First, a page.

But how will internet fame affect them? For fame is a dangerous condition that seems to offer material wealth for a fatal cost which only begins with an elimination of private life and continues through the slow crushing and making miserable of the soul. (Or perhaps we are seeing the dawn of the new kind of economy imagined by Cory Doctorow in his novel Down and Out in the Magic Kingdom). Street musicians can make a fine living while also relying on relative obscurity to protect their privacy. And i'm sure some thrive in their chosen medium while others, no doubt, barely scrape by. What will happen now to Grandpa Elliot who has been an established street performer for a long time? I would only hope that he remains in control of his fate. Similarly, what of internet sensation Susan Boyle who has instantly won the affection of millions with her disarming forthrightness and stunning singing. I appreciate Dennis Palumbo's point in The Huffington Post:
Again, i hope that Susan Boyle can maintain some control of her fate which, of course, presumes that she had that control to begin with. But who am i to hope anything for someone i am never likely to meet or know, except through the heavily mediated lenses of the internet and mass media? I guess i just hope that her soul doesn't get stomped by the new attention showering down on her. And i avoid reality TV precisely because i find it so hard to bear watching the indignities people suffer (both those they are put through and those they seem willingly to rush into).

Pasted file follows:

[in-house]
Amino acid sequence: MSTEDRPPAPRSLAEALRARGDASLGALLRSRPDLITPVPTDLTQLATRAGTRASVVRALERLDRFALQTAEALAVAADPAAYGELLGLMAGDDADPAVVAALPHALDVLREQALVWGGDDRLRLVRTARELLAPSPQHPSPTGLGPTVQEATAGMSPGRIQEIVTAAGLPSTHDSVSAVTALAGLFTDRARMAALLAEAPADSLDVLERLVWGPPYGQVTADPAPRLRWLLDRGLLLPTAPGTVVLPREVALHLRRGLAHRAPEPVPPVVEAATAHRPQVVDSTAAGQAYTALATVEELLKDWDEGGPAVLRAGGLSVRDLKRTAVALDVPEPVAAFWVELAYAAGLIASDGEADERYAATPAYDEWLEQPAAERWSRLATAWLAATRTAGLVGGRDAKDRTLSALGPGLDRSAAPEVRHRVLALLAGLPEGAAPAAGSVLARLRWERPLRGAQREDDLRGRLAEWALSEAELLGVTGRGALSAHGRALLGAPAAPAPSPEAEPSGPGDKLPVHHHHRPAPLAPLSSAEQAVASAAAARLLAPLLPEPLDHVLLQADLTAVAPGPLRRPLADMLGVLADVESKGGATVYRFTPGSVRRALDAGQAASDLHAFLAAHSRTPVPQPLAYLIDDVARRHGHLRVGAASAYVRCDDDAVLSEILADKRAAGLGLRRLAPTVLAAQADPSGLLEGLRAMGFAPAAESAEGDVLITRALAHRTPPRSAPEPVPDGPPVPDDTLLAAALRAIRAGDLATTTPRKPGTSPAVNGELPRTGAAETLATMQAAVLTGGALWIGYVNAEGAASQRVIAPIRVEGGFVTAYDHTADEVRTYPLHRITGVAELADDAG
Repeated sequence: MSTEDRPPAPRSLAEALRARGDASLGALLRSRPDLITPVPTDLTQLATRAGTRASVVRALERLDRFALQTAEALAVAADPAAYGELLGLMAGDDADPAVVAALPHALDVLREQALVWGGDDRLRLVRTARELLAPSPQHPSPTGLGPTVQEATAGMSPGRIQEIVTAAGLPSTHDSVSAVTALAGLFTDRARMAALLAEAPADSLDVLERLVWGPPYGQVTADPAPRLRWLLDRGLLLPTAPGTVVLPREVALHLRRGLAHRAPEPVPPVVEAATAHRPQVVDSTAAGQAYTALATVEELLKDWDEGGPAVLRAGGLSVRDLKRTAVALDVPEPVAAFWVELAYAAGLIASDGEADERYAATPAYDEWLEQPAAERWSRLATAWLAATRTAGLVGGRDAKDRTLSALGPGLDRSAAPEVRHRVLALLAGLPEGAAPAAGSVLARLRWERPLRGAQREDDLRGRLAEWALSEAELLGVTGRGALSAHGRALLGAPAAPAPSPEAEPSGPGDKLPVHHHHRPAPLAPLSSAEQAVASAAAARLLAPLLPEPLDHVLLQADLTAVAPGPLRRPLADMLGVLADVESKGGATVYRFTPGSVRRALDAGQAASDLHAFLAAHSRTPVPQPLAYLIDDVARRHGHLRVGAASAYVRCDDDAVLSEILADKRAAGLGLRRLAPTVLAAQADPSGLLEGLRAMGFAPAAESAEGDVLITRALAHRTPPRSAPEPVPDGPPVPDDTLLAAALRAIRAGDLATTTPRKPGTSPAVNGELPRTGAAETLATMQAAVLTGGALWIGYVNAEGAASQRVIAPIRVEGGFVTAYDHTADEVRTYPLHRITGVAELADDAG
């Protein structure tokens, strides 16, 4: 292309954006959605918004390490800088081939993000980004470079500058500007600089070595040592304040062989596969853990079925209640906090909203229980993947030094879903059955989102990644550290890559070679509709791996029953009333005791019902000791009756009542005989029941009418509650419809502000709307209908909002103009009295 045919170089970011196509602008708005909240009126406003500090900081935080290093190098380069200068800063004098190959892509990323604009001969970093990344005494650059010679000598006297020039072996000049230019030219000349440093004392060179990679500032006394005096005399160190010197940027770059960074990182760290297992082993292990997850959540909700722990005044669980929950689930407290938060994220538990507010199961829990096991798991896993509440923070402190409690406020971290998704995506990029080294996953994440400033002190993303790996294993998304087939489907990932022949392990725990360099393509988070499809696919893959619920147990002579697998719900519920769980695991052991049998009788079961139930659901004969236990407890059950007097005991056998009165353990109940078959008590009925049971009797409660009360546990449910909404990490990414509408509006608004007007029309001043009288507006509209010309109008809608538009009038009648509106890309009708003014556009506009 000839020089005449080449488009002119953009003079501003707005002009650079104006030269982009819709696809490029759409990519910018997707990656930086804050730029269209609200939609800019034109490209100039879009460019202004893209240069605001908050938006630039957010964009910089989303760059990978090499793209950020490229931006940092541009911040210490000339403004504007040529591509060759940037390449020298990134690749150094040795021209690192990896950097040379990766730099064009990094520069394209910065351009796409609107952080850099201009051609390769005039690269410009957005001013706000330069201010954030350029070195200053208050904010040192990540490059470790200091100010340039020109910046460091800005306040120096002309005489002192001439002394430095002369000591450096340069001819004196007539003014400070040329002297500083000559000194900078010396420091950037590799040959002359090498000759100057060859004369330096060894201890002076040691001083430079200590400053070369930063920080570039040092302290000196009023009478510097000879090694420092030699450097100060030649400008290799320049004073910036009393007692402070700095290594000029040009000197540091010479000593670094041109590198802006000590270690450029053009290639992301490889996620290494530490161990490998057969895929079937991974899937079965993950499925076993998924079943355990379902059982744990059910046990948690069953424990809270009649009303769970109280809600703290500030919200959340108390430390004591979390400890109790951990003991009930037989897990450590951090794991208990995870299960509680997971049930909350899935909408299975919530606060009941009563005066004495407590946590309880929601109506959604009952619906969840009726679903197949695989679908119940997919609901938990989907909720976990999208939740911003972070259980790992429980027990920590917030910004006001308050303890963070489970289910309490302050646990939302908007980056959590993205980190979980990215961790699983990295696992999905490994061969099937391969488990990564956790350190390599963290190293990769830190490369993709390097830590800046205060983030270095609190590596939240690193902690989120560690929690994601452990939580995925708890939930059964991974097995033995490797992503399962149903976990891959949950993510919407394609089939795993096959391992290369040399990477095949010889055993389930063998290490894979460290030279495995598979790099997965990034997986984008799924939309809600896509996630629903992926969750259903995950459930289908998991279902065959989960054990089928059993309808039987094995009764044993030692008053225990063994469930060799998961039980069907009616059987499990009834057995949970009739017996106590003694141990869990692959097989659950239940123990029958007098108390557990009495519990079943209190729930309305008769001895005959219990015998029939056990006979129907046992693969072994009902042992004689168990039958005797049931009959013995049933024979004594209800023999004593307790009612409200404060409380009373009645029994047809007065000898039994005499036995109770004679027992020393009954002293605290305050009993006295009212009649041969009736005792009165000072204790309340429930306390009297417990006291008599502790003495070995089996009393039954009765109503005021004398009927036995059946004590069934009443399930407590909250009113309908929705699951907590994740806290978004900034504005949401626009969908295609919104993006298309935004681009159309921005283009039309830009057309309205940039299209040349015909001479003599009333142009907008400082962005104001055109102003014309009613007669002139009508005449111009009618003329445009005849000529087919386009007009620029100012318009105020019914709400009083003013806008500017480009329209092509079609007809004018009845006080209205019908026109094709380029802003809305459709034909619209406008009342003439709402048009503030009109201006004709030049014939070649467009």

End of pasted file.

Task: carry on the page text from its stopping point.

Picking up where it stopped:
But I can't help wondering, what would have been the reaction if Susan Boyle couldn't sing?
What would the judges and the audience have thought, and said, had her voice been a creaky rasp, or an out-of-tune shriek? Would she still possess that "inner beauty?" Would we still acknowledge that the derisive treatment she received before performing was callous, insensitive and cruel?
The unspoken message of this whole episode is that, since Susan Boyle has a wonderful talent, we were wrong to judge her based on her looks and demeanor. Meaning what? That if she couldn't sing so well, we were correct to judge her on that basis? That demeaning someone whose looks don't match our impossible, media-reinforced standards of beauty is perfectly okay, unless some mitigating circumstance makes us re-think our opinion?
I am reading Martin Buber's work and came across this passage on "responsibility" that has been on my mind as i ponder the connections of global music and internet fame - just how do we "respond" to these moments and the people who are living them:
ResponseI believe that every moment of every day is an opportunity to practice this kind of responsibility. Which isn't to imply that i come anywhere near the implied ideal of doing so. And so, back to J'net's task of keeping me on track with writing ... that's something i have to respond to now.
This fragile life between birth and death can nevertheless be a fulfillment - if it is a dialogue. In our life and experience we are addressed; by thought and speech and action, by producing and by influencing we are able to answer. For the most part we do not listen to the address, or we break into it with chatter. But if the word comes to us and the answer proceeds from us then human life exists, though brokenly, in the world. The kindling of the response, which occurs time and again, to the unexpectedly approaching speech, we term responsibility. We practice responsibility for that realm of life allotted and entrusted to us for which we are able to respond, that is, for which we have a relation of deeds which may count - in all our inadequcy - as a proper response.
in The Way of Response - Martin Buber - Selections from His Writings edited by Nahum N. Glatzer (NY: Schocken Books, 1966) p.19.